DOL’s proposed new rule redefining “spouse” in the FMLA

The United States Department of Labor has responded to the Supreme Court’s decision in United States v. Windsor, 133 S.Ct. 2675, 186 L.Ed.2d 808 (2013), by seeking to expand the definition of “spouse” in the Family Medical Leave Act to include employees in legal same-sex marriages.  In Windsor, the Supreme Court struck down section 3 of the Defense of Marriage Act as unconstitutional under the Fifth Amendment.  On June 20, Secretary of Labor Thomas E. Perez announced a proposed rule that would change the “place of residence” rule currently applied by the DOL to a “place of celebration rule,” requiring employers to grant FMLA leave to workers whose marriages are valid in the states where they occurred.

The proposed rule would revise the definition of “spouse” in the FMLA to include “the other person with whom an individual entered into marriage,” as defined by the State in which the marriage occurred, and to specifically include “an individual in a same-sex or common law marriage” that was entered into in a State that recognizes such marriages.  It would also include marriages occurring abroad, as long as the marriage is valid in the place where it occurred.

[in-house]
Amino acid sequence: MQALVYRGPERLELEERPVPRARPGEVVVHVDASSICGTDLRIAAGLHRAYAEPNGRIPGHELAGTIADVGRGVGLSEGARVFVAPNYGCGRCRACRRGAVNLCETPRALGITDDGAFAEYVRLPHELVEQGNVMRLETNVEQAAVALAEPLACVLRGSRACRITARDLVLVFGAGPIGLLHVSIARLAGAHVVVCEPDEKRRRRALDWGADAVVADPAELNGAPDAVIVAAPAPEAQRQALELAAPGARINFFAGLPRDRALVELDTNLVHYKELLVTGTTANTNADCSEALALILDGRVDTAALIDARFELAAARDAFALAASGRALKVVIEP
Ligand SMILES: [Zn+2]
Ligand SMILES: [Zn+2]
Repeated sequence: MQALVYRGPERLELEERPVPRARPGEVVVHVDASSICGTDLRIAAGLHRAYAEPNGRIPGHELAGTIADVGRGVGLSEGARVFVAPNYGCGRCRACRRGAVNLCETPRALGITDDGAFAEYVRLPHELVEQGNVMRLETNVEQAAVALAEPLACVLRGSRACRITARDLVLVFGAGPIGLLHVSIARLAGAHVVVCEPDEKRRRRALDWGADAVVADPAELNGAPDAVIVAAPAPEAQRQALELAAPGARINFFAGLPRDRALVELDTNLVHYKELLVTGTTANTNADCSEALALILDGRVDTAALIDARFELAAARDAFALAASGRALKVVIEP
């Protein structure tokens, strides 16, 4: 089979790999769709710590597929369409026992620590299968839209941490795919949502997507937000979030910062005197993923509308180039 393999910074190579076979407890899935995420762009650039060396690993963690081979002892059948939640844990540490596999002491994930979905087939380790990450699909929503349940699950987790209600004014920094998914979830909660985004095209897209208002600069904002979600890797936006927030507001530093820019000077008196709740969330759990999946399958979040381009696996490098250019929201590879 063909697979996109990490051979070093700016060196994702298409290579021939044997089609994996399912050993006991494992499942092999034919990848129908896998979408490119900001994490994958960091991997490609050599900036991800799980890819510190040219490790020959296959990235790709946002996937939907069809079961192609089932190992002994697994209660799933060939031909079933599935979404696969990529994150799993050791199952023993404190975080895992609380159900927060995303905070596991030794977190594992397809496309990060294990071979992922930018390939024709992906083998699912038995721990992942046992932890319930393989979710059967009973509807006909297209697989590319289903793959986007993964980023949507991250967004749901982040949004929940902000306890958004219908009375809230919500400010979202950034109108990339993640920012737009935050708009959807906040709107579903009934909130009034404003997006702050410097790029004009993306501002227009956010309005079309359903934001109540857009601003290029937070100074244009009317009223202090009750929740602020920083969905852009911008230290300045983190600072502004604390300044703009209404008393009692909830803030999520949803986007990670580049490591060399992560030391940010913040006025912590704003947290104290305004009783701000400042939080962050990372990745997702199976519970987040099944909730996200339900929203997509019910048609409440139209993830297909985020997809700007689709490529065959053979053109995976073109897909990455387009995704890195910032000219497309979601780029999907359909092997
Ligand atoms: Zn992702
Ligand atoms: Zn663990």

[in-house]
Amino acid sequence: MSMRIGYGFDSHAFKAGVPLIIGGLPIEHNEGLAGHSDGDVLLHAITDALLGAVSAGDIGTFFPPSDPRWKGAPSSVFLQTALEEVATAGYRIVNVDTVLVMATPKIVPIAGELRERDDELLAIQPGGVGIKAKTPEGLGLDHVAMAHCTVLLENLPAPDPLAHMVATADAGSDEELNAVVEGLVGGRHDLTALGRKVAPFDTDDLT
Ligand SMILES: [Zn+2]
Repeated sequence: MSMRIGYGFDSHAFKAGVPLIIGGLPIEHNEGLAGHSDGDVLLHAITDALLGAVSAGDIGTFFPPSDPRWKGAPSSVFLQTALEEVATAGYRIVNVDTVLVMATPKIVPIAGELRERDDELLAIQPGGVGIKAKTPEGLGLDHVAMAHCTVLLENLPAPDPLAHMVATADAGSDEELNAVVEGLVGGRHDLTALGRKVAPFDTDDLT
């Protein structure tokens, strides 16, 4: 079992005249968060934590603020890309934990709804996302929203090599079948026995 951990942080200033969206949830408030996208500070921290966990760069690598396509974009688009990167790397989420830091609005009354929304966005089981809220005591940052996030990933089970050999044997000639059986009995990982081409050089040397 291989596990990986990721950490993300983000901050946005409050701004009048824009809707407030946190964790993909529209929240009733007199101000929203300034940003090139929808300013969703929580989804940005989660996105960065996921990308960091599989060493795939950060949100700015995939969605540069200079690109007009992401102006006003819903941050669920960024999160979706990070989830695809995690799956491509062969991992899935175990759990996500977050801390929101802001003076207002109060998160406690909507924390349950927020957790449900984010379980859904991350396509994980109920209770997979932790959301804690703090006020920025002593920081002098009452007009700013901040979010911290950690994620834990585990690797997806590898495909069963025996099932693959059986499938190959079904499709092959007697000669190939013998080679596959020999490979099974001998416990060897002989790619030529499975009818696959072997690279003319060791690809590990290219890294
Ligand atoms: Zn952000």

The current FMLA regulatory definition of “spouse” includes employees in same-sex marriages, but only in those states that recognize same-sex marriages.  The proposed rule would require employers to disregard the law in the state where the employee works and look only to the state or country in which the marriage occurred.   As long as the marriage was legal in the state or country where it occurred, the employer would be required to provide FMLA coverage.  Employers in states that do not recognize same-sex marriages will need to learn those states which do recognize such marriages in order to comply with the new definition of “spouse” under the FMLA.

The DOL’s proposed change in the definition of “spouse” requires a period of public comment.  Interested parties may submit written comments on the proposed rule at